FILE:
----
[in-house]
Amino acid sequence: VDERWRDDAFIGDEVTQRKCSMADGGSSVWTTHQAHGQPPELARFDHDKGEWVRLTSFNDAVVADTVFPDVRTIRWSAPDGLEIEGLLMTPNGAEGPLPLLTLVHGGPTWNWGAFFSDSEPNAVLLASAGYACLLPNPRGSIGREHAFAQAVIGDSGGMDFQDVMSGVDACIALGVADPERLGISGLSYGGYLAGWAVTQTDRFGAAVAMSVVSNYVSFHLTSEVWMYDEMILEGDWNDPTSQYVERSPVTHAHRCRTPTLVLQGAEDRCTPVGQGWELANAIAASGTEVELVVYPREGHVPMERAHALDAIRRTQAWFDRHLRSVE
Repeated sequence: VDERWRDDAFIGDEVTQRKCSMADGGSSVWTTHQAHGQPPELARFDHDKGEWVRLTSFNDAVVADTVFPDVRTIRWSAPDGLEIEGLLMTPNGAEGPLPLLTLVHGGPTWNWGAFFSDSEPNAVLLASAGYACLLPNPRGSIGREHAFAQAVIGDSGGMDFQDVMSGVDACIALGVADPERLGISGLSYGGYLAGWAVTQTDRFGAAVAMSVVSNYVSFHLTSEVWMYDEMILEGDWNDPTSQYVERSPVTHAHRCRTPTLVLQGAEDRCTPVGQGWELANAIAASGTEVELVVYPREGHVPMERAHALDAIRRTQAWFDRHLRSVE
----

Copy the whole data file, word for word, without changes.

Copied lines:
[in-house]
Amino acid sequence: VDERWRDDAFIGDEVTQRKCSMADGGSSVWTTHQAHGQPPELARFDHDKGEWVRLTSFNDAVVADTVFPDVRTIRWSAPDGLEIEGLLMTPNGAEGPLPLLTLVHGGPTWNWGAFFSDSEPNAVLLASAGYACLLPNPRGSIGREHAFAQAVIGDSGGMDFQDVMSGVDACIALGVADPERLGISGLSYGGYLAGWAVTQTDRFGAAVAMSVVSNYVSFHLTSEVWMYDEMILEGDWNDPTSQYVERSPVTHAHRCRTPTLVLQGAEDRCTPVGQGWELANAIAASGTEVELVVYPREGHVPMERAHALDAIRRTQAWFDRHLRSVE
Repeated sequence: VDERWRDDAFIGDEVTQRKCSMADGGSSVWTTHQAHGQPPELARFDHDKGEWVRLTSFNDAVVADTVFPDVRTIRWSAPDGLEIEGLLMTPNGAEGPLPLLTLVHGGPTWNWGAFFSDSEPNAVLLASAGYACLLPNPRGSIGREHAFAQAVIGDSGGMDFQDVMSGVDACIALGVADPERLGISGLSYGGYLAGWAVTQTDRFGAAVAMSVVSNYVSFHLTSEVWMYDEMILEGDWNDPTSQYVERSPVTHAHRCRTPTLVLQGAEDRCTPVGQGWELANAIAASGTEVELVVYPREGHVPMERAHALDAIRRTQAWFDRHLRSVE